“My goal – explains Dr. Clemente – was to improve the effects of rehabilitation, that in ALS patients is rendered completely ineffective due to the degeneration of motor neurons and progressive muscle atrophy.”
“The study – continues Clement – has shown that the PEA determines an immediate motor effect, blocking the progression of the disease, while the patient has a subjective perception of improvement and can do things which before were closed. This effect allows you to implement a rehabilitation plan that quickly determines the functional recovery, accompanied by the reappearance of the muscles.”
” Of course, two cases are few. I hope that it is possible to begin a multicenter research protocol with patients at different stages of severity, experiencing the active ingredient together with a targeted rehabilitation in order to drive the re-innervation, as in the two cases described“.
Recently, in November 2012 a paper appeared in a high ranked peer reviewed medical journal describing the results of the first patient treated with PEA.
The patient she treated was a 64-year-old male experienced the first symptoms around 2 months after returning from a long hiking tour. 
These appeared as pain in the right hand, followed by muscle waisting in the hand, with pain and limited use of all fingers accompanied by difficulty in fine movements like writing.
Symptoms progressed and in addition diffuse cramps in the lower limbs appeared, as well as swallow problems and mild respiratory problems.
A diagnosis of primary and secondary motor neuron disease (ALS) was made and the patient admitted to the Macomer Rehabilitation Center in July 2011. Respiratory symptoms worsened progressively.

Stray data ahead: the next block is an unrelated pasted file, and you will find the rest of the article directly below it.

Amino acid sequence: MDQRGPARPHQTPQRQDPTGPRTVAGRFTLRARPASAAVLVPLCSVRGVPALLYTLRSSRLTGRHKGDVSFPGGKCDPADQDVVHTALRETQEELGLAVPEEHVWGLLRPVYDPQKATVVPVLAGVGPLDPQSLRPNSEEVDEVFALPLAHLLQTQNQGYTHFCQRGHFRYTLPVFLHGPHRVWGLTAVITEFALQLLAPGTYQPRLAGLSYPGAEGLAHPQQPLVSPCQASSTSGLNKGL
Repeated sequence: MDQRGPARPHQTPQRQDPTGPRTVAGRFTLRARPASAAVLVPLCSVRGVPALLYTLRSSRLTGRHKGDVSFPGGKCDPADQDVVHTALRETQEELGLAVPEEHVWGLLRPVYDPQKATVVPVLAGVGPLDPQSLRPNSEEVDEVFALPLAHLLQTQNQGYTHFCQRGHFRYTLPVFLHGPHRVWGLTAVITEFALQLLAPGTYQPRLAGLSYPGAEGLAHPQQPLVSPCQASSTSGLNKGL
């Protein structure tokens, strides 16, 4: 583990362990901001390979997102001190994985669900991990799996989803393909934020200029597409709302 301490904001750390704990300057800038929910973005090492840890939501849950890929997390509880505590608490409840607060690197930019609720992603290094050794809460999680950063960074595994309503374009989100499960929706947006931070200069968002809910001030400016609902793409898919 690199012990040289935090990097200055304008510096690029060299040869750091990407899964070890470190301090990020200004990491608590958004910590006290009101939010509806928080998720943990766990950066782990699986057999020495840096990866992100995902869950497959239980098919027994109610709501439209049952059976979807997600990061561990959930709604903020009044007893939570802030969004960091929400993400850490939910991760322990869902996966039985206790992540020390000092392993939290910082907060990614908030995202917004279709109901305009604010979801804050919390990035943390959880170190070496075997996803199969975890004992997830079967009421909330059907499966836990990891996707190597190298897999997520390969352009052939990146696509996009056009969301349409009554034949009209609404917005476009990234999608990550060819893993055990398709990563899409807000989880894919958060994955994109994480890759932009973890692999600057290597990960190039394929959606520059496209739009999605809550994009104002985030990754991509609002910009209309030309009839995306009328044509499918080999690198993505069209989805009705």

Treatment with PEA in the ALS patient: results
Based on the anti-inflammatory action, the patient received PEA mg sublingual, twice daily.
The patient noticed a clear improvement in respiration and taking after about 15 min as well as diminished fascicular contractions after 1 week, and continued progress was observed in the following days.
At first only the accessory muscles in breathing were used but then the improvement progressed to the entire respiratory musculature, with movement on the order of 2 cm in the upper pulmonary fields, and continued expansion to the lower fields almost exceeding 2 cm.
Dose was increased to 3 powders under the tongie and 2 tablets of 600 mg. The positive effects could be measured in the blood, with clear signs of better lung functions.
Als the neurophysiological measures of nerve and muscle function were clearly and measurable better.
Conclusion of the author:
“Conceivably, the beneficial effects of PEA observed for this case of sporadic ALS could be due to its anti- inflammatory and/or immunomodulatory characteristic.
Clearly, a controlled clinical trial will be critical to confirm our preliminary findings. It also remains to be seen if long-term treatment of ALS patients affects lifespan.
It is important to point out that there have never been any reports of adverse events related to PEA administration in man.”
Recently it was communicated in an scientific article on ALS and the molecular target of PEA (PPAR) that:
Recent evidence highlights the peroxisome proliferator-activated receptors (PPARs) as critical neuroprotective factors in several neurodegenerative diseases, including amyotrophic lateral sclerosis (ALS).
This might be one of the explanations why PEA (as PPAR-agonist) makes sense in ALS, and PEA might help in a neuroprotective way. In addition to this there is a great number of papers on PEA as a neuroprotectant, all available in PubMed.